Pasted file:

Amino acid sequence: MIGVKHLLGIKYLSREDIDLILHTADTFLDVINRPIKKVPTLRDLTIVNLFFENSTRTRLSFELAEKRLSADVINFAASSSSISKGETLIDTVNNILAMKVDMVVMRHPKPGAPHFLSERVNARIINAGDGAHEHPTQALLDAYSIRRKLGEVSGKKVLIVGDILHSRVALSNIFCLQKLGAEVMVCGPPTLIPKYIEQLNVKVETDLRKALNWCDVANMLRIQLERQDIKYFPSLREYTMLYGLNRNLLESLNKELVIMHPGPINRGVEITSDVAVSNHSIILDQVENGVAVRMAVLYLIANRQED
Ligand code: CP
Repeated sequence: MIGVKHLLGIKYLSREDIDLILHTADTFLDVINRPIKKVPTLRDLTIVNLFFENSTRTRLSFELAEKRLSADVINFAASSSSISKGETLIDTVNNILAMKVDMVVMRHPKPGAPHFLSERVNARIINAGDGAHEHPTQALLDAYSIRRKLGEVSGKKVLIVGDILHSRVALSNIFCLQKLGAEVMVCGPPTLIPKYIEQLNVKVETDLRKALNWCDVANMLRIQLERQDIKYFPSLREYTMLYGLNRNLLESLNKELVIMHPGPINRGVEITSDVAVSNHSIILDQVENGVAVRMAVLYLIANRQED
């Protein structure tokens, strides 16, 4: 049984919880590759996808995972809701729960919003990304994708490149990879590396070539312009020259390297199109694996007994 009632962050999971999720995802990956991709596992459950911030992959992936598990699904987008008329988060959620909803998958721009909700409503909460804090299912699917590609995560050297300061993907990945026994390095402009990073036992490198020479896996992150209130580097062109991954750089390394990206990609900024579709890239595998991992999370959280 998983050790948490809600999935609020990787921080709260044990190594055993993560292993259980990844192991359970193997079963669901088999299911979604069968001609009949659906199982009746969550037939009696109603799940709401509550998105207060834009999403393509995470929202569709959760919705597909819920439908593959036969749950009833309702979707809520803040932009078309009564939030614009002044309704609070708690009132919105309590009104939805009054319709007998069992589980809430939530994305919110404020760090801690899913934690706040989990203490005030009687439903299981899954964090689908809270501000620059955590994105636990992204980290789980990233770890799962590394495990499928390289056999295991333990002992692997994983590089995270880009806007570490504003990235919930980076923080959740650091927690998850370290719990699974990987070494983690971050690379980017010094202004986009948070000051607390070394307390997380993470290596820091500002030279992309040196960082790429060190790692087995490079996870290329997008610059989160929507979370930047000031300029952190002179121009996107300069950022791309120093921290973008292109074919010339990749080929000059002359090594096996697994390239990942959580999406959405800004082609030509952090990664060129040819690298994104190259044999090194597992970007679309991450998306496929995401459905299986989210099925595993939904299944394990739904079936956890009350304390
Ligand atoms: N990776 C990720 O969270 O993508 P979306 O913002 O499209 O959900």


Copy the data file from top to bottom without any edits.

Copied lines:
Amino acid sequence: MIGVKHLLGIKYLSREDIDLILHTADTFLDVINRPIKKVPTLRDLTIVNLFFENSTRTRLSFELAEKRLSADVINFAASSSSISKGETLIDTVNNILAMKVDMVVMRHPKPGAPHFLSERVNARIINAGDGAHEHPTQALLDAYSIRRKLGEVSGKKVLIVGDILHSRVALSNIFCLQKLGAEVMVCGPPTLIPKYIEQLNVKVETDLRKALNWCDVANMLRIQLERQDIKYFPSLREYTMLYGLNRNLLESLNKELVIMHPGPINRGVEITSDVAVSNHSIILDQVENGVAVRMAVLYLIANRQED
Ligand code: CP
Repeated sequence: MIGVKHLLGIKYLSREDIDLILHTADTFLDVINRPIKKVPTLRDLTIVNLFFENSTRTRLSFELAEKRLSADVINFAASSSSISKGETLIDTVNNILAMKVDMVVMRHPKPGAPHFLSERVNARIINAGDGAHEHPTQALLDAYSIRRKLGEVSGKKVLIVGDILHSRVALSNIFCLQKLGAEVMVCGPPTLIPKYIEQLNVKVETDLRKALNWCDVANMLRIQLERQDIKYFPSLREYTMLYGLNRNLLESLNKELVIMHPGPINRGVEITSDVAVSNHSIILDQVENGVAVRMAVLYLIANRQED
């Protein structure tokens, strides 16, 4: 049984919880590759996808995972809701729960919003990304994708490149990879590396070539312009020259390297199109694996007994 009632962050999971999720995802990956991709596992459950911030992959992936598990699904987008008329988060959620909803998958721009909700409503909460804090299912699917590609995560050297300061993907990945026994390095402009990073036992490198020479896996992150209130580097062109991954750089390394990206990609900024579709890239595998991992999370959280 998983050790948490809600999935609020990787921080709260044990190594055993993560292993259980990844192991359970193997079963669901088999299911979604069968001609009949659906199982009746969550037939009696109603799940709401509550998105207060834009999403393509995470929202569709959760919705597909819920439908593959036969749950009833309702979707809520803040932009078309009564939030614009002044309704609070708690009132919105309590009104939805009054319709007998069992589980809430939530994305919110404020760090801690899913934690706040989990203490005030009687439903299981899954964090689908809270501000620059955590994105636990992204980290789980990233770890799962590394495990499928390289056999295991333990002992692997994983590089995270880009806007570490504003990235919930980076923080959740650091927690998850370290719990699974990987070494983690971050690379980017010094202004986009948070000051607390070394307390997380993470290596820091500002030279992309040196960082790429060190790692087995490079996870290329997008610059989160929507979370930047000031300029952190002179121009996107300069950022791309120093921290973008292109074919010339990749080929000059002359090594096996697994390239990942959580999406959405800004082609030509952090990664060129040819690298994104190259044999090194597992970007679309991450998306496929995401459905299986989210099925595993939904299944394990739904079936956890009350304390
Ligand atoms: N990776 C990720 O969270 O993508 P979306 O913002 O499209 O959900």